Sadly, other than mentioning its numerous faults, there is little I can say about The Gauntlet. Once again, Clint Eastwood plays an irascible, troubled, and almost psychopathically violent police officer. Once again, he has trouble with his superiors. Once again, he fights a variety of opponents, and so on and so on. There just is not much in the film that cannot be seen in several of the director's other movies.
That said, The Gauntlet does contain so many faults that, at the very least, it is distinguished from those other films by its inferiority to them. The story the director tells is often wildly arbitrary and its characters, very frequently, behave in ways that are absolutely incomprehensible, except insofar as their actions are useful in propelling them into some situation or another. For example, near the movie's conclusion, Shockley telephones his partner, gives him the route he will be following when he delivers his prisoner to Phoenix's city hall in a bus he has hijacked, and tells him to relay the information to the police official he believes to be behind the attacks on him and his prisoner. Even though his enemies line this route with countless armed policemen, and Shockley sees them beforehand, he does not take a different route. He drives the bus right through a virtual army of attackers, all of whom fire incessantly on his vehicle. Apparently, the only reason he adheres to the route he gave his partner is to provide the movie with the scene that gives it its title. Otherwise, he surely would have changed direction and taken some other road as soon as he saw the rows of gunmen waiting to kill him. What is more, he drives past them at an unbelievably slow speed. Again, the only reason he seems to be doing so is to lengthen the scene and make it more dramatic.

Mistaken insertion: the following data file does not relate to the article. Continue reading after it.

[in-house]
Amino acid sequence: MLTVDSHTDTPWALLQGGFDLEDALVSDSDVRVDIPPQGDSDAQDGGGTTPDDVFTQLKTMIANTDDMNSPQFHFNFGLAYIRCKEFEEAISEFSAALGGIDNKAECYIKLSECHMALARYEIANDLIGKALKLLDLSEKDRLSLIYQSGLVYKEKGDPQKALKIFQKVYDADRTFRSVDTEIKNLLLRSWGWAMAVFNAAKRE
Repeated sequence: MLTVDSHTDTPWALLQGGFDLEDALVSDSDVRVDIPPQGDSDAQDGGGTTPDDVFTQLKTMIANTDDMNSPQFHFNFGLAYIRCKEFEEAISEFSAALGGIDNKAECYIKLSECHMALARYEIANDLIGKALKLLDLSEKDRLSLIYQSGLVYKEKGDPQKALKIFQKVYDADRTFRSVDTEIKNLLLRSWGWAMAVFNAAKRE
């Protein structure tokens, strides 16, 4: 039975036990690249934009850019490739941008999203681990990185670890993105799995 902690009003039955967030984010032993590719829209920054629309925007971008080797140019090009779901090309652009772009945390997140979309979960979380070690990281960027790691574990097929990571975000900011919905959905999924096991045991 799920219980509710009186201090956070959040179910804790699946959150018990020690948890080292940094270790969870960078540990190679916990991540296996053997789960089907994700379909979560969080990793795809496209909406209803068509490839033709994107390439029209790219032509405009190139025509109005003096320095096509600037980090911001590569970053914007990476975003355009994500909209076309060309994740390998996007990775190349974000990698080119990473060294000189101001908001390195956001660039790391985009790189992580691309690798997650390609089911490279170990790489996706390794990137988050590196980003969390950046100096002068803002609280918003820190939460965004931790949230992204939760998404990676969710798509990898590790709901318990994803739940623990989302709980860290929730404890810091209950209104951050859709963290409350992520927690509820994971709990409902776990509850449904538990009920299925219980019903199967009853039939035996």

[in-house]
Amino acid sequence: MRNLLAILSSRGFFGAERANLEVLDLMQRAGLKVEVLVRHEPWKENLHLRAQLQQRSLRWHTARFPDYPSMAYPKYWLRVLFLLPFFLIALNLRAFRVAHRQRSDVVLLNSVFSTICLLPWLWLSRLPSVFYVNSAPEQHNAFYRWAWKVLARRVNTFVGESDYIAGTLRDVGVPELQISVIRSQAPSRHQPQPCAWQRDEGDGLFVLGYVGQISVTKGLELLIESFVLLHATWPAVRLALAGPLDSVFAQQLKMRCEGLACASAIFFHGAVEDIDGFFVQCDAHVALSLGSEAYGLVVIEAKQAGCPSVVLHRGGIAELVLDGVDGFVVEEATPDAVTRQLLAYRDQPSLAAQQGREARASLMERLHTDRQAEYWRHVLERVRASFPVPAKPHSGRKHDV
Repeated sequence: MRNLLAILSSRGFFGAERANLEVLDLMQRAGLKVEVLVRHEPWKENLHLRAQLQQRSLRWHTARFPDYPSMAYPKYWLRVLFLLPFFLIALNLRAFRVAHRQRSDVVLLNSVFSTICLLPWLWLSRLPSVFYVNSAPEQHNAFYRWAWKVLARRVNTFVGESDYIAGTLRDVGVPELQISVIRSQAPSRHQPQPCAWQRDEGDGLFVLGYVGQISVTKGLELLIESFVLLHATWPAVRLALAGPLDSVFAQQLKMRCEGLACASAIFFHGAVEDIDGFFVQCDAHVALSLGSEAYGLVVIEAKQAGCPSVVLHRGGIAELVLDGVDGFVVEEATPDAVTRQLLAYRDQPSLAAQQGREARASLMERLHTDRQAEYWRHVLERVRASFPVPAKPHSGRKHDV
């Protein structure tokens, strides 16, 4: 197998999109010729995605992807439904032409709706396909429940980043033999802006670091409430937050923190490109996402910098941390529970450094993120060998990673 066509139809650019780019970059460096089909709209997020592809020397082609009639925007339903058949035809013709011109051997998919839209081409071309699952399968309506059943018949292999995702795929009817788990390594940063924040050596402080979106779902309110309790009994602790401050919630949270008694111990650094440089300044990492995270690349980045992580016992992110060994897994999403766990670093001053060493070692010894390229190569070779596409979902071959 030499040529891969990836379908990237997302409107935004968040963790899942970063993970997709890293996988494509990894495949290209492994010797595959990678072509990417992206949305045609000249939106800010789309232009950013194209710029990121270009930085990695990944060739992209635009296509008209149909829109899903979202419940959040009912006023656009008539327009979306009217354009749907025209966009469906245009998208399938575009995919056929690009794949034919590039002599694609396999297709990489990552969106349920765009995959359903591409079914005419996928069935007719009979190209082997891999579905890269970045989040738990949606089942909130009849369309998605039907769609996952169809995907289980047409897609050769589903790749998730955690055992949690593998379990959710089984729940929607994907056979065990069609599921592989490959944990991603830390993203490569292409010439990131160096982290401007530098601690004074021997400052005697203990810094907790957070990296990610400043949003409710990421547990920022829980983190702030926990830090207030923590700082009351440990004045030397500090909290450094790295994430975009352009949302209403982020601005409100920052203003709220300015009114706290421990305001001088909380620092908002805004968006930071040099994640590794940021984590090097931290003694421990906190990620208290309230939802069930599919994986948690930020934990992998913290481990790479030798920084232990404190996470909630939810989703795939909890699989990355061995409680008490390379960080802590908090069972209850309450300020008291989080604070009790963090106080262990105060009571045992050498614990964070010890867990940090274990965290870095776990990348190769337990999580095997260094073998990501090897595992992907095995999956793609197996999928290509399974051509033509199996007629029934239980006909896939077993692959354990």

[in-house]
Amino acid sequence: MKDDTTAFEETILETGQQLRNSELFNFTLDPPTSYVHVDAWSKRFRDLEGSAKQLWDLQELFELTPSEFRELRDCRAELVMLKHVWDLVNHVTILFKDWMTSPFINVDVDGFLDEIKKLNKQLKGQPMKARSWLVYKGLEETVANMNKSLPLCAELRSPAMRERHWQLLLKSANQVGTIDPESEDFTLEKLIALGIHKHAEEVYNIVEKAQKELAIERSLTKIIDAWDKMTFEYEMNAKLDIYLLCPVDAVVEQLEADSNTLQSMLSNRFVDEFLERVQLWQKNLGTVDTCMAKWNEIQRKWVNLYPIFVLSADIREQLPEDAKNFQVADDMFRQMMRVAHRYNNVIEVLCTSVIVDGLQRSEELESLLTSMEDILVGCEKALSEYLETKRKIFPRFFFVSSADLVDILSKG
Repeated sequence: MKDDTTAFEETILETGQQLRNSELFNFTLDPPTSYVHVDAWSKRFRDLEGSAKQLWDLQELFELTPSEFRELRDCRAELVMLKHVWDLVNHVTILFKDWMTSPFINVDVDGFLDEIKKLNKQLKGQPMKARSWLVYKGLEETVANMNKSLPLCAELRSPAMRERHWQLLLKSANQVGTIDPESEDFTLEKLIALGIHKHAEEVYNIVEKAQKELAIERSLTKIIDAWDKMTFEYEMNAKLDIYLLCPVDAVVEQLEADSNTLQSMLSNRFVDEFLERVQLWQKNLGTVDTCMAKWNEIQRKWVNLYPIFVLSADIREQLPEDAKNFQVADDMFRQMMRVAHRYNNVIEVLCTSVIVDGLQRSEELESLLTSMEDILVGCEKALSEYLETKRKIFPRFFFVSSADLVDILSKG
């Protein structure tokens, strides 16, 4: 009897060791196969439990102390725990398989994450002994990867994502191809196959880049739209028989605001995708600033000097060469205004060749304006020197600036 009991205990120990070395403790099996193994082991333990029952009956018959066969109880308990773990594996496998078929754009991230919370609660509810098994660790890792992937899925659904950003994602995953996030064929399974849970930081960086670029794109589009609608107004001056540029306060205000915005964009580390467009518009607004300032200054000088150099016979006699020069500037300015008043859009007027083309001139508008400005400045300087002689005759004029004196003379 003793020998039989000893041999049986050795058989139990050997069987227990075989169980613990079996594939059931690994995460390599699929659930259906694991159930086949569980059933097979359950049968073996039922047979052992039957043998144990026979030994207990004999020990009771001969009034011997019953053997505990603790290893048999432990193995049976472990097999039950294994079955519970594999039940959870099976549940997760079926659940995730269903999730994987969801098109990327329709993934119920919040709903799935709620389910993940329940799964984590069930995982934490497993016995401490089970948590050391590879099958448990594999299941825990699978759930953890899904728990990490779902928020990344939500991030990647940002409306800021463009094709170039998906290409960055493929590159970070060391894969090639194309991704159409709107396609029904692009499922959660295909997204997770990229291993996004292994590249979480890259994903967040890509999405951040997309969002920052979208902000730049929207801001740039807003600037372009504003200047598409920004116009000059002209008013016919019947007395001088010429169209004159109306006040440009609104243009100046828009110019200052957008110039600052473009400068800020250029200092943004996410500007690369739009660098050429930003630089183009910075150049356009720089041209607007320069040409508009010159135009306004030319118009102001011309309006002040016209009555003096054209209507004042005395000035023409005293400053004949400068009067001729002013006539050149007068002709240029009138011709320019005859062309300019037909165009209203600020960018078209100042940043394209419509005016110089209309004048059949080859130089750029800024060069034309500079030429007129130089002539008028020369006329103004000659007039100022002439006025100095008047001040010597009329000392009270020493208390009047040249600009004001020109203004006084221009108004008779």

Such incomprehensible sequences are scattered throughout the movie at regular intervals and leave the viewer with no doubt that the film's characters are either mindless automatons or are merely taking certain courses of action so that they can move the story along. One or two such incidents would have decreased the quality of the film, but there are more than one or two here.
Despite its often severe flaws, The Gauntlet does, nevertheless, have a number of redeeming qualities. The action sequences are generally well choreographed and genuinely exciting, and some of the movie's scenes are given a harsh sense of reality that can be engaging. In one sequence, for instance, after Shockley has hijacked a police car, the officer driving the car makes a series of offensive comments to Gus, who is a prostitute, and she responds by making a number of equally acerbic remarks to him. The exchange may be somewhat overdone, but listening to it is genuinely enjoyable.
While such moments may intrigue the viewer, they do not, however, allow him really to be fascinated by The Gauntlet's characters, who are, without exception either forgettable nonentities or ridiculous caricatures. Even their interactions are overdone and grating. The romance that evolves between Shockley and Gus is particularly arbitrary, although it is certainly not the only irritating development in the film's story.
The Gauntlet, thanks to its action sequences and the occasional well written scene, can be entertaining, but anyone who wants to enjoy such moments will have to be able to put up with the movie's numerous faults.
Review by Keith Allen
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